Ellie Williams Was News Because It’s Rare but that won’t Stop People From Using It to Dismiss Survivors
I usually spend my early morning having a quick breakfast with my wife, savoring that first cup of coffee and catching up with the world by tuning into BBC World News. (For my UK readers, it’s not because I have some love affair with the BBC. It’s the one news program we can get in the US that will tell us about something other than US Politics.)
The other morning they broke in to go live to the sentencing hearing, where Ellie was sentenced to 8.5 years in prison for repeatedly lying about being trafficked and raped by Asian gangs.
It was big news. The damage done by her stories was well-documented.
It also reminded me of something I’ve seen with violent crime stories. It was big news because it’s such a rare thing. We don’t see these kinds of big claims proven to be untrue. So when it happens, and when the original claim had turned a small town inside-out, to begin with, there was no way the reversal was going to remain quiet.
As a survivor, I had several responses. The news and the judge’s statements focused on the impacts on the falsely accused and the minority community in England. Those were sad, and it was easy to be angry about them. That anger existed for me in combination with sadness. Sadness about all the victims who might now not be believed because “Look, it happens, people lie about being trafficked and sexually abused.”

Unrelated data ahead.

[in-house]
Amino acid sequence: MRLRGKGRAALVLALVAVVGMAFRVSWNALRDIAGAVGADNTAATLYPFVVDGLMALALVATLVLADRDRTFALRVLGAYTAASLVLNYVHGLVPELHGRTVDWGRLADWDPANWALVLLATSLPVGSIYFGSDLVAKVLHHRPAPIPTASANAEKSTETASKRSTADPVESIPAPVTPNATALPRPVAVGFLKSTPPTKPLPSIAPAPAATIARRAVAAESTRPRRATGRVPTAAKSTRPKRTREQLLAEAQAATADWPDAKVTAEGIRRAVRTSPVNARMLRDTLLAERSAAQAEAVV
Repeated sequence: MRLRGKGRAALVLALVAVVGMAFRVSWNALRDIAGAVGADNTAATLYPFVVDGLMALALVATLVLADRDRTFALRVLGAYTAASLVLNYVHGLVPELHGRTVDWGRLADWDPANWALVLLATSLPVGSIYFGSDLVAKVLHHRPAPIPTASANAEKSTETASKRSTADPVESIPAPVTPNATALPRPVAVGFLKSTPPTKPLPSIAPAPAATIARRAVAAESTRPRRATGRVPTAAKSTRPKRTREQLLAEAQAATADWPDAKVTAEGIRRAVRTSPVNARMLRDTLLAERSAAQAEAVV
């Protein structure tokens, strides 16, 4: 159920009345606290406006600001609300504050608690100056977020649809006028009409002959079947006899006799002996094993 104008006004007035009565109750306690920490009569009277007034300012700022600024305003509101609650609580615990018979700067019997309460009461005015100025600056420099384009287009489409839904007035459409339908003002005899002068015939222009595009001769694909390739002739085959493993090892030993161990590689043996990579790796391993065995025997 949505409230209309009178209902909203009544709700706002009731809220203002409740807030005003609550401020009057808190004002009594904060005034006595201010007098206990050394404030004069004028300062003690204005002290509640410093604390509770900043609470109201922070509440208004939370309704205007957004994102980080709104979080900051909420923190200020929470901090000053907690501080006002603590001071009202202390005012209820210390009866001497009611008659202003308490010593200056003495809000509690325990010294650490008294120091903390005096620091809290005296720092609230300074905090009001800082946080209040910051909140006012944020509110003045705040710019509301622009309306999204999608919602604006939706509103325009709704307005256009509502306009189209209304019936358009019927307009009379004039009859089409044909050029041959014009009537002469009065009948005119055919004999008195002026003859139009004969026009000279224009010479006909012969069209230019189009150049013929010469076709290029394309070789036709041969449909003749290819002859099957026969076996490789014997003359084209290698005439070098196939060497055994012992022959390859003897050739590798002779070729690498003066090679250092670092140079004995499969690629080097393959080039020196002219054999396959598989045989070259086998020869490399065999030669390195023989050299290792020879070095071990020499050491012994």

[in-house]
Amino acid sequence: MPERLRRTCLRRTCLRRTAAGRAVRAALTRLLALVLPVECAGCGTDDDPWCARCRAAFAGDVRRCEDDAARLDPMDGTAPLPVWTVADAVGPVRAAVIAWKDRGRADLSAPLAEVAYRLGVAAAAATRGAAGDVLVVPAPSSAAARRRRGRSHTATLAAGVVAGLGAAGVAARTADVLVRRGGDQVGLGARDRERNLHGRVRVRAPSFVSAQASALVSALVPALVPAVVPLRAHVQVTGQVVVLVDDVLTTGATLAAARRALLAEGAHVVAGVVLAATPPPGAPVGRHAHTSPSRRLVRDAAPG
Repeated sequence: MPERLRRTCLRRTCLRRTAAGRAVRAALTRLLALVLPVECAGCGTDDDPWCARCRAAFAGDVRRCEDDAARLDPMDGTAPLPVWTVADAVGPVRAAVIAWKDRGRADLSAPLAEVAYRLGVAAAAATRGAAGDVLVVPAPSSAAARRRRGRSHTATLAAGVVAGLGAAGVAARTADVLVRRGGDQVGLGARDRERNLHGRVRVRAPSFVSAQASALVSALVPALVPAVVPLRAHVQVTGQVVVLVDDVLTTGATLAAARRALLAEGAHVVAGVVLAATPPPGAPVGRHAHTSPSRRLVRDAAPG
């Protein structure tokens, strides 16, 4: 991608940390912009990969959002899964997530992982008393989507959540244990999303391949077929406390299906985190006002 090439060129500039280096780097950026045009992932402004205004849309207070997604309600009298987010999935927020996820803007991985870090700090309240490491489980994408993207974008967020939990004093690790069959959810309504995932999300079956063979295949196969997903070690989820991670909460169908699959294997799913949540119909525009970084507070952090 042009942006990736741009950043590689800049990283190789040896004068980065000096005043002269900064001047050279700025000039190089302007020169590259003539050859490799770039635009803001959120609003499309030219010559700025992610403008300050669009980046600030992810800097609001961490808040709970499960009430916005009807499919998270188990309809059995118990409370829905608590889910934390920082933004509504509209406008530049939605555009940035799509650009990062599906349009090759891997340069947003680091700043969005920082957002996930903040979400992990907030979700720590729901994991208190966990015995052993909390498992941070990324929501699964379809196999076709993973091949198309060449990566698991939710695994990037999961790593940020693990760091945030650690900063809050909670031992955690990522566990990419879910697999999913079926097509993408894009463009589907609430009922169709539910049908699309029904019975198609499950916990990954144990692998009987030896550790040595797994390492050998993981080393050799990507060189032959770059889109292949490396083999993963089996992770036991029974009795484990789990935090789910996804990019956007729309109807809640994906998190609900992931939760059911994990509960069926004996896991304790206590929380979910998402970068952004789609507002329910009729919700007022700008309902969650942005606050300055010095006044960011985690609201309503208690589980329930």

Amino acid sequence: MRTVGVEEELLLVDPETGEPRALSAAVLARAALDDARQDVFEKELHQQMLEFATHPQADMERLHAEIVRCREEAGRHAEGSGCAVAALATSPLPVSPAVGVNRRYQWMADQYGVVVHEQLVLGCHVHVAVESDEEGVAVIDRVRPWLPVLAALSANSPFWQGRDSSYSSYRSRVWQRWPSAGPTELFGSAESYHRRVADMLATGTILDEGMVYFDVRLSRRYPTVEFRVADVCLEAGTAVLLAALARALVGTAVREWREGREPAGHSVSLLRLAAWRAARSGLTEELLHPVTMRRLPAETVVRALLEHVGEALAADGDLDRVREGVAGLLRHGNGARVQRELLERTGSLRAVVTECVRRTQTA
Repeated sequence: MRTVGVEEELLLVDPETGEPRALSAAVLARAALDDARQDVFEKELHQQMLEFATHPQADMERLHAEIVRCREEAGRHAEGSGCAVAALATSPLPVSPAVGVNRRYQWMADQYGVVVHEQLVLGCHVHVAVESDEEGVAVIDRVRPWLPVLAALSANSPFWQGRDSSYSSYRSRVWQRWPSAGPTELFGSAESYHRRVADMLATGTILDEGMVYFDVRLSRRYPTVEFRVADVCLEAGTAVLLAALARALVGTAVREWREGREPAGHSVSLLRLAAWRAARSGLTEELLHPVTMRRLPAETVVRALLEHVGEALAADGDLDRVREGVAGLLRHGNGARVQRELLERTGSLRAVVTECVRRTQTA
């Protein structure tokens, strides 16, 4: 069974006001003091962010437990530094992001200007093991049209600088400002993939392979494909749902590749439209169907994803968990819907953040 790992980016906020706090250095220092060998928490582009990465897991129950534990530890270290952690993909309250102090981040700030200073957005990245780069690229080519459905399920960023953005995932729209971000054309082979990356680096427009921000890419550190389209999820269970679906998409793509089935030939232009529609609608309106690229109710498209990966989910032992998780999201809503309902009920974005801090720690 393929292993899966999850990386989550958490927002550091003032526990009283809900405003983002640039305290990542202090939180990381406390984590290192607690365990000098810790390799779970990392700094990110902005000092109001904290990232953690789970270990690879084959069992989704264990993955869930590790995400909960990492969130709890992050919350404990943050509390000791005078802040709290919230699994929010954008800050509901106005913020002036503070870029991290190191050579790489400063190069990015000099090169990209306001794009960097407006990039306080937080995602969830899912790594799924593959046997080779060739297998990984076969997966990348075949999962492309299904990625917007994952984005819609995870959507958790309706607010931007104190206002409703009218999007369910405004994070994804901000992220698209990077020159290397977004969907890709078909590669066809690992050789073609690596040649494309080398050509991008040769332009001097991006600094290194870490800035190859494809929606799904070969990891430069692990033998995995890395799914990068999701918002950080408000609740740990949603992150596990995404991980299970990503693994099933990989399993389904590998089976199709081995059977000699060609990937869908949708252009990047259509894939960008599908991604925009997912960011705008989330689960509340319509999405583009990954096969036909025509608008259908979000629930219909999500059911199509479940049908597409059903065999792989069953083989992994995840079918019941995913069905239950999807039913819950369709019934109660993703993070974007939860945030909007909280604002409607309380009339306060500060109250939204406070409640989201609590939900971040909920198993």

We know there are a lot of people out there who refuse to see sexual abuse. Whether it be because they are uncomfortable with the subject or don’t want to believe someone they know could do that, it doesn’t take much for them to dismiss victims. Seeing a story like this fuels the desire not to believe in real victims. A desire that didn’t need much help to begin with.
So what are we to make of this story? Again, I would point out that this was big news because the original claim was sensational, the racist responses were sensational, and the fact that none of it was true was sensational.
Sensational = uncommon.
We don’t create media sensations out of things that happen constantly. This story is such an outlier that it was breaking news. We know that some will try to use this story to explain away other victims. We cannot let them. We must speak up about the thousands upon thousands of victims who are telling the truth and not be deterred by this single example, no matter how much attention it gets.
And we should also be angered the most by her actions. Those who know what this will mean for the next survivor have every right to be angry about this.
Ellie damaged the lives of people she falsely accused. She has also potentially damaged the lives of many more victims who will be silenced because of this.